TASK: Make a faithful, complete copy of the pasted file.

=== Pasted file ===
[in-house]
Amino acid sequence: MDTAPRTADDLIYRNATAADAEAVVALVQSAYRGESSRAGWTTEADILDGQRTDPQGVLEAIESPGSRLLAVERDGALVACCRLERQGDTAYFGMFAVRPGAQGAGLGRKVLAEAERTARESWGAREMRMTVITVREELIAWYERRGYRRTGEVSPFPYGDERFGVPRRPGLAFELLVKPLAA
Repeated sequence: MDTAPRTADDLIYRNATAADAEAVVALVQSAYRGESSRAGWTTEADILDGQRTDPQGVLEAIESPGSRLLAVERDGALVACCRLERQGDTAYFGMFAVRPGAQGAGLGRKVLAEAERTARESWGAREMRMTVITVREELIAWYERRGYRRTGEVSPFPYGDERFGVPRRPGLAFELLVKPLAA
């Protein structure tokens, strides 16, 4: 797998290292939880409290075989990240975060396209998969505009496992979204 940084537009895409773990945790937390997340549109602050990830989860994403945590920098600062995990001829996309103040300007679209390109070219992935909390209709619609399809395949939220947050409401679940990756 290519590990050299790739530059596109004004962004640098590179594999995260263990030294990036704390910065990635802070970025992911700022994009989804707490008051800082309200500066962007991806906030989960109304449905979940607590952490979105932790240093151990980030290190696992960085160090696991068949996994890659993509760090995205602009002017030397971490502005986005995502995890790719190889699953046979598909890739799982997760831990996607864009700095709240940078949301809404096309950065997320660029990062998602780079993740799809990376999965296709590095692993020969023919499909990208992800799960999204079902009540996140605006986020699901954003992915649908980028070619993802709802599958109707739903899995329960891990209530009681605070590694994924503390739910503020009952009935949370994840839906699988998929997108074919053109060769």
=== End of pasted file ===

[in-house]
Amino acid sequence: MDTAPRTADDLIYRNATAADAEAVVALVQSAYRGESSRAGWTTEADILDGQRTDPQGVLEAIESPGSRLLAVERDGALVACCRLERQGDTAYFGMFAVRPGAQGAGLGRKVLAEAERTARESWGAREMRMTVITVREELIAWYERRGYRRTGEVSPFPYGDERFGVPRRPGLAFELLVKPLAA
Repeated sequence: MDTAPRTADDLIYRNATAADAEAVVALVQSAYRGESSRAGWTTEADILDGQRTDPQGVLEAIESPGSRLLAVERDGALVACCRLERQGDTAYFGMFAVRPGAQGAGLGRKVLAEAERTARESWGAREMRMTVITVREELIAWYERRGYRRTGEVSPFPYGDERFGVPRRPGLAFELLVKPLAA
């Protein structure tokens, strides 16, 4: 797998290292939880409290075989990240975060396209998969505009496992979204 940084537009895409773990945790937390997340549109602050990830989860994403945590920098600062995990001829996309103040300007679209390109070219992935909390209709619609399809395949939220947050409401679940990756 290519590990050299790739530059596109004004962004640098590179594999995260263990030294990036704390910065990635802070970025992911700022994009989804707490008051800082309200500066962007991806906030989960109304449905979940607590952490979105932790240093151990980030290190696992960085160090696991068949996994890659993509760090995205602009002017030397971490502005986005995502995890790719190889699953046979598909890739799982997760831990996607864009700095709240940078949301809404096309950065997320660029990062998602780079993740799809990376999965296709590095692993020969023919499909990208992800799960999204079902009540996140605006986020699901954003992915649908980028070619993802709802599958109707739903899995329960891990209530009681605070590694994924503390739910503020009952009935949370994840839906699988998929997108074919053109060769």